This week at the Redwood, we became detectives again, searching for information on a book in our collection that recently caught our eyes. Our copy of L’Email des Peintres (1866) by Claudius Popelin (1825-1892) was stored in its own personal box, hiding its magnificent binding from immediate view. Today, we decided to open it up and begin to try and piece together its origins.
Popelin, born Claudius Marcel Popelin on November 2, 1825 in Paris, was a French painter, enameller, and poet. He was a pupil of François-Édouard Picot (1786-1868), a French neo-classical painter, and Ary Scheffer (1795-1858), one of the masters of French romantic painting. Written in French, L’Email des Peintres contains a history of enamel painting and a range of techniques, skills, and tools from his expert perspective.
Published in 1866 by A. Lévy, the book in our collection was printed on vellum. Vellum is produced from animal skin, rather than the mix of rag or wood pulp that is used to create paper, and our copy is in incredibly good condition. There is no limitation statement, a traditional means of identifying how many copies of a work were printed, especially how many special or unique copies, so there is no way for us to currently know how many of Popelin’s book were printed on vellum.
On the inside of the front cover, just below the gold endpaper, is a signature hidden in the border. It reads “Joly R.D.” After some investigation, we discovered a French bookbinding house operating under the name Joly. Antoine Joly (1838-1917) apprenticed in his province and moved to Paris to work with Léon Gruel. In 1874, he began a partnership with Thibaron and succeeded him 11 years later. In 1892 he turned his business over to his son Robert (1870?-1924) who continued with his work (Source: Pirages). According to the design on the front of L’Email des Peintres, the book was bound in 1887, which would have been during the period when Antoine Joly assumed control over his shared business, but it is not clear how many apprentices or employees he may have had working for him at the time who may have actually bound this work. It is not signed with a first name, only the last and the initials following it.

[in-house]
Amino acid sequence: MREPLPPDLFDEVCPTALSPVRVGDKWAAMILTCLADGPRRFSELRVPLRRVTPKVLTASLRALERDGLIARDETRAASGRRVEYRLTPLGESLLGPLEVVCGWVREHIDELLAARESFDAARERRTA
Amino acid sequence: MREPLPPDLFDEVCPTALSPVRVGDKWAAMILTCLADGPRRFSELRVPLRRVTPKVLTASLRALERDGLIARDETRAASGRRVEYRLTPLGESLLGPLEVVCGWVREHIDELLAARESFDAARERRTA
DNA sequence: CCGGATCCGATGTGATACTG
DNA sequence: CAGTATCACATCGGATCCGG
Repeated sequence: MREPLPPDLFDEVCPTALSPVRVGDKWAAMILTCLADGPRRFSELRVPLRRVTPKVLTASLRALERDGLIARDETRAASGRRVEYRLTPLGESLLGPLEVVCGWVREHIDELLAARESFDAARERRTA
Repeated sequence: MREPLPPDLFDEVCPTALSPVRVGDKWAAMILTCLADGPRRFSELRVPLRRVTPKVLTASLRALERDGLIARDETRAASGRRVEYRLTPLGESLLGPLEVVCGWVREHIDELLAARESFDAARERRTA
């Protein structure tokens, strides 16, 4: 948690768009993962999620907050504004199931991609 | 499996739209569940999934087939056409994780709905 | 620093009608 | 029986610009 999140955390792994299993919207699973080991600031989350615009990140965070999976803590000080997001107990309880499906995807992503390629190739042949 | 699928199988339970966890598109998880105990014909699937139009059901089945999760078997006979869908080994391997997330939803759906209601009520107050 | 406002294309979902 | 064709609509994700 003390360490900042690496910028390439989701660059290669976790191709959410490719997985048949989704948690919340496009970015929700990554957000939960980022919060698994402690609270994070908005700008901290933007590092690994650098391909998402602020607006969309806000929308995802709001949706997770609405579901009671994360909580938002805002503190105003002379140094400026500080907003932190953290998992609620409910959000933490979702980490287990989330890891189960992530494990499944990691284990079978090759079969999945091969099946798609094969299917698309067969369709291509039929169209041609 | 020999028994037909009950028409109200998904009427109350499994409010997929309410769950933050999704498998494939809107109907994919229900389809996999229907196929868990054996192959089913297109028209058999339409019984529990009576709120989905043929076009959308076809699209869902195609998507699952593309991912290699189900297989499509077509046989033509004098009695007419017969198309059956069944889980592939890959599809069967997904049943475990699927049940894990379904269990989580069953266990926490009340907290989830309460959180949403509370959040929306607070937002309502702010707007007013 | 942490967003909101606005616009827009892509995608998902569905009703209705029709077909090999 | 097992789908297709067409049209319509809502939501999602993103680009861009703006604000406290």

The book also contains two bookplates. The more recent plate displays the name Roderick Terry, likely Rev. Dr. Roderick Terry, Sr. (1849-1933) who served as President of the Board of Directors of the Redwood Library and Athenaeum from 1916-1933 and was instrumental in the restoration of the Harrison Room. The book was likely then passed down to his son, Roderick Terry Jr. (1876-1951) who served as President of the Redwood Library from 1940-1948. The book was gifted to the Library from the estate of Roderick Terry, Jr. in 1951.
The older bookplate belongs to Samuel Putnam Avery (1822-1904), an American connoisseur and art dealer born in New York City. He began working as an art dealer in 1865 and by 1867 he was appointed commissioner in charge of the American art department of the Exposition Universelle in Paris, a year after the publication of this work. He was a founder and a long-time trustee of the Metropolitan Museum of Art and founded the Avery Architectural Library at Columbia University. Avery’s identity provided the best source of information on the book because it lead us to a sale catalogue of his private collection of books from after his death.
Entry 759 is illustrated and features dark brown morocco over heavy bevelled boards and a morocco case. The title of the book is said to be decorated in blue and red enamel in the banderole of silver gilt at the top with a sunken panel featuring a border and a plaque of Limoges enamel, all bound by Joly, all of which matches our copy and corresponds with the signature on the inside of the cover. The listing also confirms that our copy is printed on vellum and provides the new information that the enamel panel is the work of F. Thesmar, also known as André Fernand Thesmar (1843-1912), a French enameler who succeeded Popelin. His signature is found in the symbol directly below the enamel and can also be found on his other artwork. The most telling line in the entry is that the enamel was made expressly for Mr. Avery, explaining how this elaborate, decorative binding came to be.
There are still plenty of questions surrounding this work: How many were printed on vellum? Was it originally bound in a simpler binding? How are other copies of the work bound? Who exactly did the work at Joly? Hopefully, we will be able to answer some of these new questions, but this book will likely hold onto a few of its mysteries for a little while longer.